Anyone who has dealt with payroll can probably attest to how easy it is to end up with similar employees who are paid different amounts. It can happen for lots of reasons. For example:
- Someone who has been there a long time may have started at a lower rate and the raises haven’t progressed as fast as the market rate.
- Different hiring managers may not compare notes on their different policies on what to pay new employees, even if the roles are similar.
- Employers may base starting pay on an employee’s previous pay rather than on a predetermined rate for the role.
- Employees may have a similar-sounding role but have different experience or education levels.
- Jobs may sound similar at first but actually have different, less obvious responsibilities that account for different pay rates.
If these differences in pay rates are discovered, it may appear unfair, despite whether there are good reasons for the differences or whether there was any ill intent behind them. Even if the reasons behind these disparities are entirely innocent, there may still be negative repercussions. For example:
- Employee morale may be damaged if they learn the pay rates are not consistent.
- It may appear as though there are favorites, which can lead to frustration and a decrease in employee morale.
- It may appear discriminatory in nature, even if discrimination played no part in the situation. Be aware that discrimination claims may arise, even if the pay difference was for other (valid) reasons.
- Employees who feel they’ve been underpaid may leave the organization—and they could be your best employees.
- Employees may feel less motivated to perform their best if they feel they’re being treated unfairly, which could mean lost productivity.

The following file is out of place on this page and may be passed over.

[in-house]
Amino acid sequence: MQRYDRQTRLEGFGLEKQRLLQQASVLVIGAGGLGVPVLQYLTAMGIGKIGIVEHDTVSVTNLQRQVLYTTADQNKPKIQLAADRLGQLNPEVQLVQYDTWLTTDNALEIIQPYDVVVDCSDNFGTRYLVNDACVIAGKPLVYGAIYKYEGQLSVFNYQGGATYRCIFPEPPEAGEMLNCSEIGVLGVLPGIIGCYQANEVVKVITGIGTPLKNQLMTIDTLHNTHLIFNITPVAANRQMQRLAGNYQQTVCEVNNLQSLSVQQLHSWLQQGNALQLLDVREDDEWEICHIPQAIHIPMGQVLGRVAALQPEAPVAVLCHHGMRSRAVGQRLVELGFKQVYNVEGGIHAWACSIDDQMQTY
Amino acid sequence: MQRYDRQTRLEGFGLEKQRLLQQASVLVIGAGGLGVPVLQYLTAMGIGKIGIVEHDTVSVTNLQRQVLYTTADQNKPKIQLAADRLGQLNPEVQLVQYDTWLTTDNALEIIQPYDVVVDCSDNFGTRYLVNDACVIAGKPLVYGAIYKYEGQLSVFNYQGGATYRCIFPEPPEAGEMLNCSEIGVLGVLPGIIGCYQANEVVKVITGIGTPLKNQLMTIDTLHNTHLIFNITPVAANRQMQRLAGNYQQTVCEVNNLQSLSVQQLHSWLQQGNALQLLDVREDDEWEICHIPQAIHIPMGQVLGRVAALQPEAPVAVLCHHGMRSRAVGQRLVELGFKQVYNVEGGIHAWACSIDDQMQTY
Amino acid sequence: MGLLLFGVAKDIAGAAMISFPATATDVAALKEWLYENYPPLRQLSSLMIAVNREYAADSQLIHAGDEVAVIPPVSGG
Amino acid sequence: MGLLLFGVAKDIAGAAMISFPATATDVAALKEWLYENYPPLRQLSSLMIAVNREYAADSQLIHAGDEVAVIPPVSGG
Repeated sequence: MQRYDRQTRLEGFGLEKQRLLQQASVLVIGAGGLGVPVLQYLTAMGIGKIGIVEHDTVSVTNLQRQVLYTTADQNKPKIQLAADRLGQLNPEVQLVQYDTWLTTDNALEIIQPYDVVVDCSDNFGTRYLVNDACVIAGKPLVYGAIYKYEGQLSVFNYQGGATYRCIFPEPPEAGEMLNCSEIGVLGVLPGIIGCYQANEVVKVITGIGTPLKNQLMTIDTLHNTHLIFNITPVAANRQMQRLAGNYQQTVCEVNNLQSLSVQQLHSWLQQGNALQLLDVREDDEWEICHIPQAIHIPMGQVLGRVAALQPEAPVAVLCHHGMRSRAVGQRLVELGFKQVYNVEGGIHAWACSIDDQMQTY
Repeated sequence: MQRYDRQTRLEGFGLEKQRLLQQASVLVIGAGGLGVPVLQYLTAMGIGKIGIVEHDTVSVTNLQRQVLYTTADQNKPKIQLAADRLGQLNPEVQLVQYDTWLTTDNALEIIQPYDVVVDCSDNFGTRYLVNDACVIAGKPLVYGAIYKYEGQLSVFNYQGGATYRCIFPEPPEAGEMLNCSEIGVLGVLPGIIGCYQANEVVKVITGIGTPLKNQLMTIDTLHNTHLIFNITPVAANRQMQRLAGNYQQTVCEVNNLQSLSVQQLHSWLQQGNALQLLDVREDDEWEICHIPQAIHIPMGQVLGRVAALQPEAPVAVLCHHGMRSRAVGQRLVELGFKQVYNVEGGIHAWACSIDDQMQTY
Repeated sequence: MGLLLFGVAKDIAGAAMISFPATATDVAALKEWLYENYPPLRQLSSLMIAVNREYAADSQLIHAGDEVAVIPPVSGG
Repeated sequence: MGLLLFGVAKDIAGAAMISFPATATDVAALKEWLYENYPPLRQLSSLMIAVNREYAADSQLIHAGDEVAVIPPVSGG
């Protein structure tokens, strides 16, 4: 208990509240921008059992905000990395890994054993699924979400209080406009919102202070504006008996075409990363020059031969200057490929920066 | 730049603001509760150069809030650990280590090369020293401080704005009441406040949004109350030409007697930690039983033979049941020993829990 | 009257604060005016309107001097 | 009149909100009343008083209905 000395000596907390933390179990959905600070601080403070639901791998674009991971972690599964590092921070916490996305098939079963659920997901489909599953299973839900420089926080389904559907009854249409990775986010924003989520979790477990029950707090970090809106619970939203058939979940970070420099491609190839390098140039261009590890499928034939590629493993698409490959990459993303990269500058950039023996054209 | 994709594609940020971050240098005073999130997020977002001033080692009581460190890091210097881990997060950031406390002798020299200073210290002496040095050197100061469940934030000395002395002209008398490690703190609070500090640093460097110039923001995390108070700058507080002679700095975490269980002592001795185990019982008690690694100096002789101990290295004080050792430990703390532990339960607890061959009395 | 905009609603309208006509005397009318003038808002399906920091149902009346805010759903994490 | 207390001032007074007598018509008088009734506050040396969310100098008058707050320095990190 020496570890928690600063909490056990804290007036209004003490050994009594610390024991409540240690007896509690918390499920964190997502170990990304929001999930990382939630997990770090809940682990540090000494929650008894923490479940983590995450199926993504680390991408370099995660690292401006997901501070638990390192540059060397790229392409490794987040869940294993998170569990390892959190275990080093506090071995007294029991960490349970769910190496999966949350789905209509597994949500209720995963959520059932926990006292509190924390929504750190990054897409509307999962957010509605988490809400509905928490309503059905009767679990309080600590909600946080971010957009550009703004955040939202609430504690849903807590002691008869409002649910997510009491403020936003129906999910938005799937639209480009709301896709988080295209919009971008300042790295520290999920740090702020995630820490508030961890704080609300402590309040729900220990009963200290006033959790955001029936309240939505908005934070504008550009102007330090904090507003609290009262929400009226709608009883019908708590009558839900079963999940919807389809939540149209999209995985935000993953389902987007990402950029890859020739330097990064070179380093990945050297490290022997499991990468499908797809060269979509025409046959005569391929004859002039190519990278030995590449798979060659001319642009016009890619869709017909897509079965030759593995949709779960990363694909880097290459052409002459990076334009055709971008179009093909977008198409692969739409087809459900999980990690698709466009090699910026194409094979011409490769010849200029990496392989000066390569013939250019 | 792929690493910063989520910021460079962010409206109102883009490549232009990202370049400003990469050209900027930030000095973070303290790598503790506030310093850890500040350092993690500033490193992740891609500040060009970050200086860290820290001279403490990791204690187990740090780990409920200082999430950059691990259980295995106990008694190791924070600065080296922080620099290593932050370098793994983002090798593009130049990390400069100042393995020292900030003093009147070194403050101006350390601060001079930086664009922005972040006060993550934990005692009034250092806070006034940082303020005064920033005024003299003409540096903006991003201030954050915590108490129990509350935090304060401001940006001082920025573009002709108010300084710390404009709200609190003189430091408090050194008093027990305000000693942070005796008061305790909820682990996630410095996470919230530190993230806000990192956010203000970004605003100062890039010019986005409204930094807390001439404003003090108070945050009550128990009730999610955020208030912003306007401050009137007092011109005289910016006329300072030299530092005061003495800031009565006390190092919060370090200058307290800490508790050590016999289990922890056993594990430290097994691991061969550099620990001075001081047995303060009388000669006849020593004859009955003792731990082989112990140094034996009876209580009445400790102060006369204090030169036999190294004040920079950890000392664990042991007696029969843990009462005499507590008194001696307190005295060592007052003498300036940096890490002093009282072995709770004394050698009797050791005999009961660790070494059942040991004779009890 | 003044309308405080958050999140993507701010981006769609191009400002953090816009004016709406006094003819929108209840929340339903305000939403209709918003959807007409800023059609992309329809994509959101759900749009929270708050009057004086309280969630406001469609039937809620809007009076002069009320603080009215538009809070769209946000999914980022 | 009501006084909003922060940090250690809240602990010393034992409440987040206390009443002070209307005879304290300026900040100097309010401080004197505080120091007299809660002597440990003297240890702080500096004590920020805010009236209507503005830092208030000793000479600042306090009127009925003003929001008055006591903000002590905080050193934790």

Tips for Employers to Reduce the Chance of Pay Discrepancies
Here are some things employers can do to avoid this situation:
- Base employee starting pay on a predesignated rate of pay that is assessed in advance and determined to be appropriate for the role. The assessment should take into account both internal and external pay rates to ensure it is in alignment.
- Ensure that long-term employee pay remains aligned with market rates over time. This may mean conducting market pay assessments to get accurate data. It may also mean giving raises that are not necessarily merit-based.
- Conduct regular pay audits to see if there are unexpected discrepancies between similarly situated individuals.
- Take action to remedy the situation if you find someone’s pay has not kept up with the market rate or others performing at a similar level.
- Consider being transparent about pay rates. This may result in a greater pay analysis but will also promote fairness. Include your rationale to explain why the disparities are reasonable and based on differences in skills, education, or experience. When there are good reasons for pay differences, having clear guidelines will go a long way toward explaining them.
- Ensure job descriptions and responsibilities are clear and well-communicated. This alone can have an impact on how employees see their role compared with others.
What has your experience been? How have you handled pay discrepancies when they’ve been discovered?
Bridget Miller is a business consultant with a specialized MBA in International Economics and Management, which provides a unique perspective on business challenges. She’s been working in the corporate world for over 15 years, with experience across multiple diverse departments including HR, sales, marketing, IT, commercial development, and training.